The length and complexity of documents produced by government, business and media have become so commonplace that two unusual practices, one of them a business opportunity, have emerged. The first is the use of net search to get answers to queries, which ideally should have been clearly available on company and government documents and websites. For many people, this is the first approach to follow when they want to figure out how to do something relating to a service, a product or a compliance. This should be a matter of shame for all the agencies responsible for products, services and compliance requests. The second emerging practice, and in this case, a business opportunity, is summarising. Shephali Bhatt of the Economic Times has recently written of the demand for content writers who are required to merely summarise content created by others. This is a mixed signal for the original content creators; their content is important enough to be communicated to a wider audience but too long and complex for the intended recipient. Hence the need for summarisation.

 

Some thinkers believe that at least some of this clutter comes from not seeing things from the user’s point of view. Brand consultant Martin Lindstrom spent extended time with families to see how they use products and services and why they chose one brand over the other. It is his recommendation that all providers should do the same. To drive home this point, he does provocative experiments. In one, he took a bunch of senior executives from a bank for a meal after secretly persuading the bank management to temporarily block their credit cards. When they could not pay for the meal, the executives had to call up their own company helpline and suffer the frustration of first waiting and then navigating a confusing IVR menu (‘Press 1 for X, press 2 for Y...etc’), while the restaurant staff waited with the bill. Lindstrom believes that clear communication coexists with clear processes. He cheekily recommends that every company must create a ‘Ministry of Common Sense’ to constantly vet and prune processes, always seeing things from the point of view of the affected party. Perceptive readers will immediately see this as a light-hearted version of design thinking, and the best way of setting up processes.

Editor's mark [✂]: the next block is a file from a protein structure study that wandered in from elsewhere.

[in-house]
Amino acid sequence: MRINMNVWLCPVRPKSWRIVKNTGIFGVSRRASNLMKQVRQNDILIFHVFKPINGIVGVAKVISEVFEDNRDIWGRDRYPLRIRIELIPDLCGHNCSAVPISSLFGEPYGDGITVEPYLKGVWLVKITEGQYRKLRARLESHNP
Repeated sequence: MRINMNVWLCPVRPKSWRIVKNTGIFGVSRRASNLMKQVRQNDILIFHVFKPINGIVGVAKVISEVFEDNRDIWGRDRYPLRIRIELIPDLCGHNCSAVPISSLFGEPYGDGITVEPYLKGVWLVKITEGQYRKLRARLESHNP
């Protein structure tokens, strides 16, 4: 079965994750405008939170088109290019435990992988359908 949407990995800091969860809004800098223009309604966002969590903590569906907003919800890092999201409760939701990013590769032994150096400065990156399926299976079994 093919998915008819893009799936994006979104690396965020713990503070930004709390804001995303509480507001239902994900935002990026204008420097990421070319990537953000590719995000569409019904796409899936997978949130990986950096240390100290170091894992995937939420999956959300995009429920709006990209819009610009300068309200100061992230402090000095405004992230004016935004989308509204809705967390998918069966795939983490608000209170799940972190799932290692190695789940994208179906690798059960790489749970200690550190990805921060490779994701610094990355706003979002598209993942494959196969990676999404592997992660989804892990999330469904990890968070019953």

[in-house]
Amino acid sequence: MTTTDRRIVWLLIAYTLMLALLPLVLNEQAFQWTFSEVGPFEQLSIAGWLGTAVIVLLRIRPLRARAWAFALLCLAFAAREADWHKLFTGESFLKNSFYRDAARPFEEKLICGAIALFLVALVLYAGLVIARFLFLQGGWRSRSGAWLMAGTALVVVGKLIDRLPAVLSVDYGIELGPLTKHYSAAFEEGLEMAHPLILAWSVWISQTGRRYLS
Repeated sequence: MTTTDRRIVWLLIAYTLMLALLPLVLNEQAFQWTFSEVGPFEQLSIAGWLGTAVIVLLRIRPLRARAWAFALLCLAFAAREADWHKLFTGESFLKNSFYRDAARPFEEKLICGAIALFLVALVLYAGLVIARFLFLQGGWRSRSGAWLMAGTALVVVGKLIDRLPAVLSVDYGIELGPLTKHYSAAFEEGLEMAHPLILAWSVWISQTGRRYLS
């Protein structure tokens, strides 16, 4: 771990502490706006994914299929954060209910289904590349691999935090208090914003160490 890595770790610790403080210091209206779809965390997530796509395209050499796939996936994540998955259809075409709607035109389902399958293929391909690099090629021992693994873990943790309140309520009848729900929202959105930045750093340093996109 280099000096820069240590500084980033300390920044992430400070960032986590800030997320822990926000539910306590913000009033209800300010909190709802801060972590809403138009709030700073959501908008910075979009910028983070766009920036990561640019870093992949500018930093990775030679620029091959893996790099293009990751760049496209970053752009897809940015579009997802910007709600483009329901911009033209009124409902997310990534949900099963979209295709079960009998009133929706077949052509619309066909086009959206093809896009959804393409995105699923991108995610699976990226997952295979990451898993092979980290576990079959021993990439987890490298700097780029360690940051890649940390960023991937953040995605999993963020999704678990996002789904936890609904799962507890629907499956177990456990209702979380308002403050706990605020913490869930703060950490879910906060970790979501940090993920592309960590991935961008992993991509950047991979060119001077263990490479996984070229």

It is so easy to create, translate and upload documents that companies often do too much of a good thing. Since editing is equally easy, changes are grafted on without seeing if they are consistent with prior text. Government agencies are notorious for making this more complicated by issuing cryptic amendments that seem to be designed to confuse (e.g. in section x para y replace ‘before’ with ‘after’...). Senior people insulate themselves from the resulting confusion by pulling their rank and creating special concierge facilities for themselves. No senior manager, in say an insurance company, would like to navigate through her own company website and helplines to resolve any problem she is facing with her own policy.

 

As the custodians of employee satisfaction, HR managers may have to take the lead in taking stock of employee-facing communication both written and spoken and help communicators take an outside-in view and simplify everything. Hopefully, the next step will be to facilitate the same change when it comes to dealing with the customers and end- users of the company’s products and services.

 

References

1 “I had to use Tiger balm….!”; Meher Jain; LiveLaw.in; 12 March 2021

2 “Summarisers find a short-cut to social success”; Shephali Bhatt; ET; 16 March 2021

3 “The Complete Plain Words” 3rd Edition; Sir Ernest Gowers; Penguin; 2014

4 “The Ministry of Common Sense; Martin Lindstrom; Houghton-Mifflin; 2021

 

Gautam Brahma is a management consultant who advises start-ups and SMEs on strategy & operations including sales, HR and IT. He carries an experience of over four decades in the public, private and non-profit sectors in telecommunications and IT industries. He has been an invited speaker on multiple industry forums and a monthly columnist on HR issues for nearly two decades. Gautam is based out of Gurgaon and can be reached at [email protected]